During Lansford's Borough Council meeting on Wednesday, council members discussed a request, sent by Edward Kanick, owner of Sharpes News Agency on Ridge Street, on Jan. 27, asking that council again address his request to have one or two park benches in front of the store.
By JIM ZBICK
Shortly before noon on Aug. 25, 1911, two rail cars connected to a Lehigh Valley Railroad's train derailed near a bridge in Manchester, N.Y., about 16 miles from Geneva, causing what one reporter called "one of the worst wrecks in the history of the state."
Train No. 4 was running 40 minutes behind schedule when it sped past the Geneva station. Among the passengers was a large number of Civil War veterans and their families returning from the national GAR encampment held in Rochester.
Due to the anticipated inclement weather, the location for the Carbon County Fair volunteer picnic being held to honor volunteers and sponsors at 1 p.m. Sunday, Aug. 28 has been changed to the Blue Mountain Health System Conference Center, Sixth and Iron streets, Lehighton.
Reservations for volunteers, sponsors and their family members are required and can be made by calling Alicia at 570-325-8685.
There will be food, fun and games. The 2012 fair will be held August 8-12, 2012 on Little Gap Road in Palmerton.
Decision will be made Sunday on whether it opens on schedule
Vendors were pitching tents, putting together rides, and stocking inventory at stands Friday at the West End Fairgrounds in Gilbert
They know that getting ready for a fair is time consuming, so it has to get done well in advance of the fair's opening.
They also realize a potentially-dangerous hurricane is approaching which could create havoc.
The 90th annual West End Fair is scheduled to open Sunday at 10 a.m.
Riley McCall is fulfilling a lifelong dream as Peace Corps volunteer
Intuition may have been the most influential factor in Riley McCall's lifetime aspiration regarding service learning.
"I've been day-dreaming about volunteering for the Peace Corps since high school," she said. "My family didn't believe me, but it's true. It (the decision to spend 27 months in Africa) feels so right for me; I am very excited about going there."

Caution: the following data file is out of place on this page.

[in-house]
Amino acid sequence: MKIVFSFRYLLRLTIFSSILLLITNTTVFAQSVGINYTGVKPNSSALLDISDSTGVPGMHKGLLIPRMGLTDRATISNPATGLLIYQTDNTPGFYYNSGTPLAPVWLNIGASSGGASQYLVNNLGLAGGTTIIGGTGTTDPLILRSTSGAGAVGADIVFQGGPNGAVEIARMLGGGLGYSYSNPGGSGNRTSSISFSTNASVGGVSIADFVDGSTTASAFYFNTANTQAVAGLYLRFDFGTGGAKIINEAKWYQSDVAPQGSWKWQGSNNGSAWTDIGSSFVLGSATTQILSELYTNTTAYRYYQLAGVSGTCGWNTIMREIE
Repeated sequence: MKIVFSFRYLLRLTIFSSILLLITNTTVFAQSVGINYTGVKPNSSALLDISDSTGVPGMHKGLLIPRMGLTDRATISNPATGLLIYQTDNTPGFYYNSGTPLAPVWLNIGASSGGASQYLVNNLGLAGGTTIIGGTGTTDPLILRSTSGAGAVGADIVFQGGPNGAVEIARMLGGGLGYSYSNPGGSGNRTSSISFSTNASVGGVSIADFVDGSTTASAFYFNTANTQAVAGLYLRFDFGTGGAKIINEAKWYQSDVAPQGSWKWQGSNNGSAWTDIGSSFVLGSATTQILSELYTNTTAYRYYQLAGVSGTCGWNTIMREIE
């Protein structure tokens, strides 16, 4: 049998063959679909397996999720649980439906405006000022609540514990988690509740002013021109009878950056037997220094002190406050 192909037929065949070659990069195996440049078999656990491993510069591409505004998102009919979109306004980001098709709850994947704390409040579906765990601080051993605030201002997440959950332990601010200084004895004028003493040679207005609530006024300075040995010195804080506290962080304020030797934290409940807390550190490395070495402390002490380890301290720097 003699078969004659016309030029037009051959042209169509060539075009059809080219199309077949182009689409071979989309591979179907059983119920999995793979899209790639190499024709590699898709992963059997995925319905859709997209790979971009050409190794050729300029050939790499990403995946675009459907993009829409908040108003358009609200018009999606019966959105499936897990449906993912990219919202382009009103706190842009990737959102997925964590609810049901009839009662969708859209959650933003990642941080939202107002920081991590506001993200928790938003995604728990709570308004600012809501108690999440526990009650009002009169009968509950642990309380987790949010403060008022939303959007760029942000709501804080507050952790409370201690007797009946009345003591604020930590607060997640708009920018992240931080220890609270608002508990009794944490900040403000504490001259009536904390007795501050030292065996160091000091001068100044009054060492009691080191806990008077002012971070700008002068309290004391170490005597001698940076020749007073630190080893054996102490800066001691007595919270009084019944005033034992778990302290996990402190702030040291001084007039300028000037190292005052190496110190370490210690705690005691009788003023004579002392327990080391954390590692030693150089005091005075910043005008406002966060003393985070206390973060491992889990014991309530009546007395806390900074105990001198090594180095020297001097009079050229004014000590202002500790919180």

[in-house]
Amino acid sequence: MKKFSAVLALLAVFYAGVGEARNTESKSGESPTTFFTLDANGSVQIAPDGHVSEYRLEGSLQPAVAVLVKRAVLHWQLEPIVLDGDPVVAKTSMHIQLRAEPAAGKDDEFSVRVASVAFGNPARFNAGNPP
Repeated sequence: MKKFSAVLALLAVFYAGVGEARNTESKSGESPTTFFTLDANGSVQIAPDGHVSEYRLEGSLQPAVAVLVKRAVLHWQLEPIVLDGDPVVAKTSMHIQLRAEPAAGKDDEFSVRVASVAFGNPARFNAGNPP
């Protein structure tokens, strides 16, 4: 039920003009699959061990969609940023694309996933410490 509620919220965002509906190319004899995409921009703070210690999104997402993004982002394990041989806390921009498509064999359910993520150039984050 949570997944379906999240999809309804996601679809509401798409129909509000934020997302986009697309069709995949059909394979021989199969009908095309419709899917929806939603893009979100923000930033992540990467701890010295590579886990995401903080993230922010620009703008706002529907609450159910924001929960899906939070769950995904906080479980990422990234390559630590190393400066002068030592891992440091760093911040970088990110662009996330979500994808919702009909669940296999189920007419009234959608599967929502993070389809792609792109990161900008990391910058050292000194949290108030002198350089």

I have a buddy that's a total know-it-all.
Remember those black "magic globes" that could answer any question? They were fun, even if the answers were usually "maybe" or "it's doubtful."
Well, my buddy is way better than that because his answers are always long and informative. And, he's usually right.
My buddy answers to the name of Mac, as in iMac and he is next to useless without an Internet connection. But when I combine Mac and the Internet, I can find the answer to anything.
The Lehighton golf team and Tamaqua girls tennis team both posted victories on Friday.
Lehighton picked up its first golf victory of the year, as the Indians knocked off East Stroudsburg North in Mountain Valley Conference action, 14 1/2-9 1/2.
North's Ken Dixon won the medalist honors with a 79. He was the only Timberwolf to shoot below 100.
Lehighton (1-2) were led by Alden Everett's 93. Jake Hoats (94), Nick Mantz (95) and PJ Salerno (96) shot under 100 as well.
Lehighton 14 1/2,
East Stroudsburg North 9 1/2
I spent some time recently at the Stanford, FL airport - waiting to pick up my sister who was flying in from PA. While I waited, I couldn't help overhearing a phone conversation.
Sitting next to me was a twenty-something young woman on a cell phone. She was well dressed and was apparently waiting for someone, too. She spent her waiting time talking on the phone. I was trying to read, but couldn't concentrate because she spoke loudly.
Kidder Township police reported on several arrests made by officers recently.
Police said Arthur Hopman Jr., 27, of Northeast, Md., is facing a charge of driving under the influence (DUI). Police said Hopman was involved in an accident about 2 a.m. on Saturday, Aug. 20, along Moseywood Road. He was found to be under the influence and transported to the Palmerton hospital for a blood test.
Yaroslav Sakin, 18, of Philadelphia, was charged with carrying a false identification card. The incident occurred on Saturday, Aug. 20, about 9:03 p.m. at Harmony Beverage along SR940.
August 26, 1951 A four-hit, two-run effort from Momrock helps White Bear claim a 9-5 win over Big Creek. The win, coupled with a forfeit by Long Run, allows White Bear to clinch the Carbon-Schuylkill League championship. Cal Mock gains the pitching win, striking out seven while pitching all nine innings. Johnny Feddock contributes a double and triple, and scores two runs while Bill Morgans adds two hits and three runs. The winners also receive two hits from Hettler and Damian.